A quantitative mass spectrometry-based phosphoproteomics survey of SARS-CoV-2 infection in Vero E6 cells showed how the virus alters phosphorylation, and identified potential drug targets.

Genetics

A mutation in the SARS-CoV-2 spike protein, D614G has become prevalent worldwide. The mutated virus grows faster in cell culture, when grown as a pseudovirus, and patients infected with this virus appear to have higher titres, although there was no effect on disease severity.

Immunology

Rhesus macaques infected with SARS-CoV-2 are protected from a subsequent re-infection with the same virus, suggesting that immunity can be achieved, although the duration is unclear, and the finding may not apply to humans.

A database of more than 14 million B and T cell receptor sequences from the blood of convalescent COVID-19 patients was developed to understand adaptive immunity to the virus.

Levels of antibodies against the spike protein, as measured by ELISA, correlated well with neutralising antibodies against the virus. T and B cell epitopes were also identified from convalescent sera.

Two separate labs independently developed a vesicular stomatitis virus pseudotyped with the spike protein of SARS-CoV-2, and used it in neutralisation assays with sera from convalescent patients, as a safe alternative to using live virus.

Interactions between epithelial cells and immune cells may contribute to the immune hyperactivation seen during severe COVID-19 disease, and could be targeted by inhibition of CCR1 and CCR5, according to a study of cells from infected humans.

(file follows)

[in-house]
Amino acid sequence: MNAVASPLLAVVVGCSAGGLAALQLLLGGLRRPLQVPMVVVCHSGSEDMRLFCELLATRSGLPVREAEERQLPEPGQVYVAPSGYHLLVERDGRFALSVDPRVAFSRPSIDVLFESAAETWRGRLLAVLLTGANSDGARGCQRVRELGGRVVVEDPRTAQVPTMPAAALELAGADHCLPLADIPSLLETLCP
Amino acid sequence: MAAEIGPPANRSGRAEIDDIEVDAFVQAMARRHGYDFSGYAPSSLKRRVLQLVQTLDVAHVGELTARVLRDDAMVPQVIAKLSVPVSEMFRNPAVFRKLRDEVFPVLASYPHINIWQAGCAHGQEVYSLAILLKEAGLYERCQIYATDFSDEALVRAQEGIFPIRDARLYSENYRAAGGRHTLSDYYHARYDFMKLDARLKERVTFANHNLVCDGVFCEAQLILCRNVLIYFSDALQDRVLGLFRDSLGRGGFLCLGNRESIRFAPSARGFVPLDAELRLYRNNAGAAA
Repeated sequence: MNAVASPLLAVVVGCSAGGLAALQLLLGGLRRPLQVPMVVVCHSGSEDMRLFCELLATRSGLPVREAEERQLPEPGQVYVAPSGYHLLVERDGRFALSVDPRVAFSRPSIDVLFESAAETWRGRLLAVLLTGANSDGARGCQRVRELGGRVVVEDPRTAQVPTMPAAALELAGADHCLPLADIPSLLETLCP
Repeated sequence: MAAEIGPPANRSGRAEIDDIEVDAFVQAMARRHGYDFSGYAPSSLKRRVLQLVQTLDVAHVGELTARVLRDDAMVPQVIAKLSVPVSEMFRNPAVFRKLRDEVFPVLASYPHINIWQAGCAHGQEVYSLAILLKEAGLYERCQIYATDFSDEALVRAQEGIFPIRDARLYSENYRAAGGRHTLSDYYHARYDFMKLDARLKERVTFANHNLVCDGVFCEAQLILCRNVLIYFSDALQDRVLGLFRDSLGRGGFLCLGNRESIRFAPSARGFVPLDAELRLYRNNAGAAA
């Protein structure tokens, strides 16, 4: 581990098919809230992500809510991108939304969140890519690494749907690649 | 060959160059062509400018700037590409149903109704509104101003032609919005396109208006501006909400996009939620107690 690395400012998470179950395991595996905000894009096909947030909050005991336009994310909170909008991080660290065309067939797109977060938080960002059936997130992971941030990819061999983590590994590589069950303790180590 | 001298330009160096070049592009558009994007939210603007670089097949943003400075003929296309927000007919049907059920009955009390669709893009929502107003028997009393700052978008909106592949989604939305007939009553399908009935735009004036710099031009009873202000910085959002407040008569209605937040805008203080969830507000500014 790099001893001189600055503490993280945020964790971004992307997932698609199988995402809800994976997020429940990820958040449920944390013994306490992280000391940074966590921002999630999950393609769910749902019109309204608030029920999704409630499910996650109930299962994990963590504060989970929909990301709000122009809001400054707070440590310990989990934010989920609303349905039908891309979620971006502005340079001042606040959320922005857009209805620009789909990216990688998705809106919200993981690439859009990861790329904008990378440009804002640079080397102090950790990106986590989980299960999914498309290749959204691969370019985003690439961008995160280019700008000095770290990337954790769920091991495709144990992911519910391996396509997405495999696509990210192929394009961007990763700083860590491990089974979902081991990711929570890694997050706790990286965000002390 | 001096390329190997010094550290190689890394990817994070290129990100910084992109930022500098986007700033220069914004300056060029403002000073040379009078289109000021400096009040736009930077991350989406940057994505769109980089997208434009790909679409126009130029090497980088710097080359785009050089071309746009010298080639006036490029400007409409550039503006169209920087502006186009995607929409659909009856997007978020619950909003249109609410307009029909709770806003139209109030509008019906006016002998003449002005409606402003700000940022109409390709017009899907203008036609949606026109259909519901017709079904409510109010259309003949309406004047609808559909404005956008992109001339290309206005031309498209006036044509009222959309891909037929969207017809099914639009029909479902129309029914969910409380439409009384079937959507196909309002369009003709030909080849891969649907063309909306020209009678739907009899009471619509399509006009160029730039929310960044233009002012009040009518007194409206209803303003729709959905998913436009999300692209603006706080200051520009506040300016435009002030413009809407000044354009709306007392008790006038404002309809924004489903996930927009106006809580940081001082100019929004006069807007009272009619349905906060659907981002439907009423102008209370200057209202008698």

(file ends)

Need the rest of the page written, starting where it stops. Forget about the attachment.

11 more neutralising antibodies have been isolated from convalescent patients, one of which also neutralised SARS virus, and another which appeared to enhance the activity of other antibodies.

Mental health

A survey of 57,000 people in China found that almost one third had depression, anxiety, insomnia or acute stress. Participants with confirmed or suspected COVID-19, or with friends or family with the disease, had an increased risk.

Social distancing

Two thirds of US teenagers do not practice social distancing, according to a survey of 770, recruited via social media. However, they do monitor the news and practice disinfecting. Social distancing was associated with a belief that COVID-19 is severe, as was more hoarding.

Masks

Countries that recommend the use of face masks also explain the importance of their proper use, along with other hygiene practices. The authors suggest that microbiological knowledge should be promoted alongside mask wearing.

N95 respirators can be decontaminated using steam generated by a microwave oven, allowing their re-use.

Clinical findings

15% of children with COVID-19 paediatric multisystem inflammatory syndrome also had new-onset neurological symptoms and splenium signal changes, according to a study from Great Ormond Street Children’s Hospital.

Rhabdomyelosis, a breakdown of skeletal muscle and release of myoglobin, has been seen in some COVID-19 patients.

Ben Johnson

Head of Communities & Engagement, Springer Nature

I gained my first degree in virology from the University of Warwick and a PhD in influenza virus immune evasion from Public Health England and the University of Reading, UK. My research interests then moved on to smallpox vaccines, viral ion channels, and cell adhesion, while a postdoc at Imperial College London. I joined open access publisher BioMed Central in 2011 as an Acquisitions Editor and then Associate Publisher, and was responsible for launching new journals, including Microbiome, Zoological Letters, and Movement Ecology. I have been Head of Communities & Engagement at Springer Nature since 2016, running our online community blogs, and a Consulting Editor at Nature Medicine since June 2020, handling COVID-19 papers. I am based in our London office.